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Bioactivation and Covalent Binding of Halothane to Liver Macromolecules

I. Glenn Sipes, Thomas L. Podolsky, Burnell R. Brown
1977 Environmental Health Perspectives  
In this manuscript we report our attempts to determine if I4C-halothane or its metabolites interact with DNA. Three bioactivation systems were used: in vitro microsomal incubations, isolated hepatocytes, and in vivo administration. Even though we used optimal conditions for bioactivation, no significant covalent binding of 14C to DNA was observed. Slight 14C activity above background (6 dpm/O.1 mg DNA) was observed in the microsomal incubations but is considered insignificant because it was not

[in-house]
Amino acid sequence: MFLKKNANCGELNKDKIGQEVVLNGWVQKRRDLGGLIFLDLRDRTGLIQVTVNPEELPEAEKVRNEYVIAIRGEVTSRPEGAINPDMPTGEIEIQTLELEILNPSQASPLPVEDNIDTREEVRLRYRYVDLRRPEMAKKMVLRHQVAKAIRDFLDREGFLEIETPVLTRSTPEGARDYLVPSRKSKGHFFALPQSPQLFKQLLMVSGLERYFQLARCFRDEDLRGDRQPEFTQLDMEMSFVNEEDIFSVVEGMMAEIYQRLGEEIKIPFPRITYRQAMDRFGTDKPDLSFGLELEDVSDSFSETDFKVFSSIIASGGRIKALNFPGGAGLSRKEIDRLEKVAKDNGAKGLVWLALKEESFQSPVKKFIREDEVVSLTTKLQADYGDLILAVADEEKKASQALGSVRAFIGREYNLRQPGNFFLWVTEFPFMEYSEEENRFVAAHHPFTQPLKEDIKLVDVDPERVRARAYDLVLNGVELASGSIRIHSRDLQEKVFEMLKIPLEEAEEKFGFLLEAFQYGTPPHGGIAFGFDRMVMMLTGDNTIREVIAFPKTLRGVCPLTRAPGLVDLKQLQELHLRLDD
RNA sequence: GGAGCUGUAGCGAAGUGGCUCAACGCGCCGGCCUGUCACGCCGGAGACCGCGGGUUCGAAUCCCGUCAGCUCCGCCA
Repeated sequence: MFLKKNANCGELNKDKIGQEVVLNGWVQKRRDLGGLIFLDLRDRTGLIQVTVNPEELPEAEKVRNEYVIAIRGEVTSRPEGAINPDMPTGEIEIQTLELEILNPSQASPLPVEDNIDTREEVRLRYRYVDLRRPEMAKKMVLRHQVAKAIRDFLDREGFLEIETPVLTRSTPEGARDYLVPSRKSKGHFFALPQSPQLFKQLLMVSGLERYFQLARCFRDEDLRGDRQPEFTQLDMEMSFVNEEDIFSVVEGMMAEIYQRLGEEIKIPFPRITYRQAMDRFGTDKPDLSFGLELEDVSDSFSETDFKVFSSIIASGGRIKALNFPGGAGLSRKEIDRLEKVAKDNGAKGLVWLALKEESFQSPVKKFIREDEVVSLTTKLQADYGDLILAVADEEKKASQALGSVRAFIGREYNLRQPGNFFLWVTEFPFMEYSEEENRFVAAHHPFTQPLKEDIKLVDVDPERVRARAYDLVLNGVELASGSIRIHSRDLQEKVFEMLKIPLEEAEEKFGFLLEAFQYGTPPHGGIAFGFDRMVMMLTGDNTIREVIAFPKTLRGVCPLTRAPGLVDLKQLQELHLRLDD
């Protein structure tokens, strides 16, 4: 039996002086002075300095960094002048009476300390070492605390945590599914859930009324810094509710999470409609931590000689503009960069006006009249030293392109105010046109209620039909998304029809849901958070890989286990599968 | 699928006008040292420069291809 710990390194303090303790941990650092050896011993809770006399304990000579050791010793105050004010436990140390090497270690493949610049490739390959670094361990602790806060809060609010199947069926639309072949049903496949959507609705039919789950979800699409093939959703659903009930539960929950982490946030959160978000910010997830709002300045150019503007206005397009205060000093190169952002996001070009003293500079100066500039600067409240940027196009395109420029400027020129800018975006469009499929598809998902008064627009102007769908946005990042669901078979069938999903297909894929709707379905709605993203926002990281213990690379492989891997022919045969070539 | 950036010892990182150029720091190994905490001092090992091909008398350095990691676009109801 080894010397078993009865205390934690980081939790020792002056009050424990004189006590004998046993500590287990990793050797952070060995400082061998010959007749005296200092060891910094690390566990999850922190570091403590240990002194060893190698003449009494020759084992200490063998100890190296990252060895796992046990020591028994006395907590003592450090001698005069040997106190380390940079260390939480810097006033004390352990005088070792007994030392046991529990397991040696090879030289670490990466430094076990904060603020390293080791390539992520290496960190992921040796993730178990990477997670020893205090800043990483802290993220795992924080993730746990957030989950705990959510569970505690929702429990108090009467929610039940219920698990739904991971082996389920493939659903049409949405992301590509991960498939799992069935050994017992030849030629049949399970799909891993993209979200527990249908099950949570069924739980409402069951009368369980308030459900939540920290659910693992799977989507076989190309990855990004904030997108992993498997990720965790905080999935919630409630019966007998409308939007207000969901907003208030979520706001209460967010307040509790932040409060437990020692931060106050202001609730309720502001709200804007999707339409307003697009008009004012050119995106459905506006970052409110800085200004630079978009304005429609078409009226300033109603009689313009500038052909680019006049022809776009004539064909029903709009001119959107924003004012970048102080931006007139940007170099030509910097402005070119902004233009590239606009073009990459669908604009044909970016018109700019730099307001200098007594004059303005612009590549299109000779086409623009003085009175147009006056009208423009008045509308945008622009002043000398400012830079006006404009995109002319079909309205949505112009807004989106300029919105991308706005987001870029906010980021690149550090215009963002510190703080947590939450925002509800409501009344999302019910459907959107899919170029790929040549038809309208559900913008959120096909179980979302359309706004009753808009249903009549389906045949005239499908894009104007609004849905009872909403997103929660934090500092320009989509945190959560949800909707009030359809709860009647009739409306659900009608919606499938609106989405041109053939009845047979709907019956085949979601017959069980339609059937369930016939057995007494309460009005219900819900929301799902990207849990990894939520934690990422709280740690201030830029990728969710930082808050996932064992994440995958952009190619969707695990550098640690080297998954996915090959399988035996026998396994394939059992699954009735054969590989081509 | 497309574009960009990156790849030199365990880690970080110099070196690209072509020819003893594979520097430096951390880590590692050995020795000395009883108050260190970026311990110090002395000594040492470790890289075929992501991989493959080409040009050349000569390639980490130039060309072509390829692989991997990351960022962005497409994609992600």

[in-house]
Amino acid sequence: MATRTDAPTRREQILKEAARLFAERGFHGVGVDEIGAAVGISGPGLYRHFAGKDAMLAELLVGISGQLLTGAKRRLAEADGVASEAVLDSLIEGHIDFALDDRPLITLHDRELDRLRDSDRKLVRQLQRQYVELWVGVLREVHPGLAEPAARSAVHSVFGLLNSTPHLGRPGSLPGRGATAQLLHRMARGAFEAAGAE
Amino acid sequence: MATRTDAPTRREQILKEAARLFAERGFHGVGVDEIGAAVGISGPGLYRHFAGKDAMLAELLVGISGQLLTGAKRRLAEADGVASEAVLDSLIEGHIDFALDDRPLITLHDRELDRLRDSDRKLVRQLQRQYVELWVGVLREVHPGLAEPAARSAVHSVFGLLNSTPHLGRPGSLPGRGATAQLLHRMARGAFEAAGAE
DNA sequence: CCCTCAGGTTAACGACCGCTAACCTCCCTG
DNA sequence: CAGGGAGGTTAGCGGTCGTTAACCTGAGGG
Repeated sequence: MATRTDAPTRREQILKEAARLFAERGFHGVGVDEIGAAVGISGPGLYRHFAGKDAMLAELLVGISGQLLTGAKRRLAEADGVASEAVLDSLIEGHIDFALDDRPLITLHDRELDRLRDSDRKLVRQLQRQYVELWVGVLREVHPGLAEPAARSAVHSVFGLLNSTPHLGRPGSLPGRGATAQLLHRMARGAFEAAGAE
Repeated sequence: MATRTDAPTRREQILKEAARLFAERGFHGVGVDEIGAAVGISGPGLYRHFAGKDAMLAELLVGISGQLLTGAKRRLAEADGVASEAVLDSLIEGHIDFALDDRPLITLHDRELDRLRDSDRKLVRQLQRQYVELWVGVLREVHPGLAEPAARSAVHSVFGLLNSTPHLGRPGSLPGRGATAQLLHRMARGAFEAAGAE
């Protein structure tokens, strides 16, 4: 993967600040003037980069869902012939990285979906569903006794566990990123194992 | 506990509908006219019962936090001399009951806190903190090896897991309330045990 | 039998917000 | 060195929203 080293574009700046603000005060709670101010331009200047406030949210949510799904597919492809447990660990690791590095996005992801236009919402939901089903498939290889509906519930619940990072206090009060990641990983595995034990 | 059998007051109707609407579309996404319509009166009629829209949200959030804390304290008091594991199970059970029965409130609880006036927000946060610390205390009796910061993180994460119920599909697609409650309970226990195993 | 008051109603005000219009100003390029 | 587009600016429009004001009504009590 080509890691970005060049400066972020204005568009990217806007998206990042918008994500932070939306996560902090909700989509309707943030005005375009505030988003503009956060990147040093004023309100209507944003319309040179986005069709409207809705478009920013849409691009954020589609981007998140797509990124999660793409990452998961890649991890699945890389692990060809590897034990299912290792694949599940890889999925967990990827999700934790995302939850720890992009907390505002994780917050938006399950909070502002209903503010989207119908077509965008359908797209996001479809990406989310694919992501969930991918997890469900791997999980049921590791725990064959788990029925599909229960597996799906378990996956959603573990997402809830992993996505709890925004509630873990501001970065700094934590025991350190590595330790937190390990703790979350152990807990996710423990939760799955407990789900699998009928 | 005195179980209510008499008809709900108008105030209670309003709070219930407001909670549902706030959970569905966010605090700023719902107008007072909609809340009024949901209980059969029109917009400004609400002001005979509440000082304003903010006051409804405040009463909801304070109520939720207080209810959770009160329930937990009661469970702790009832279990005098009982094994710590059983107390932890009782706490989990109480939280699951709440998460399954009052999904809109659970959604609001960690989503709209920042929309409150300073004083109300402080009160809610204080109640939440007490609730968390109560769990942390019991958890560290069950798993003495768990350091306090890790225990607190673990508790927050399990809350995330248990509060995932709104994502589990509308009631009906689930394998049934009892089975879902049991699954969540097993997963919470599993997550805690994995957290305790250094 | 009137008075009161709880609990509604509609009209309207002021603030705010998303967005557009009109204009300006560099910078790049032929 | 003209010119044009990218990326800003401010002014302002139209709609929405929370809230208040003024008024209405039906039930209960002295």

more » ... because it was not reduced when NADPH was omitted from the incubations. We were able to demonstrate covalent binding to nuclear lipids and proteins when rats were pretreated with phenobarbital and maintained in a hypoxic environment (14%02). Similarly, these conditions markedly increased covalent binding of 14C from 14C--halothane to microsomal proteins and lipids. Isolated rat hepatocytes proved to be a viable system for studying the bioactivation of halothane. In this system it was also possible to demonstrate increased binding under N2 and/or phenobarbital pretreatment.
doi:10.2307/3428518 fatcat:bzf7tcprprcttj7vyquhz5d7zq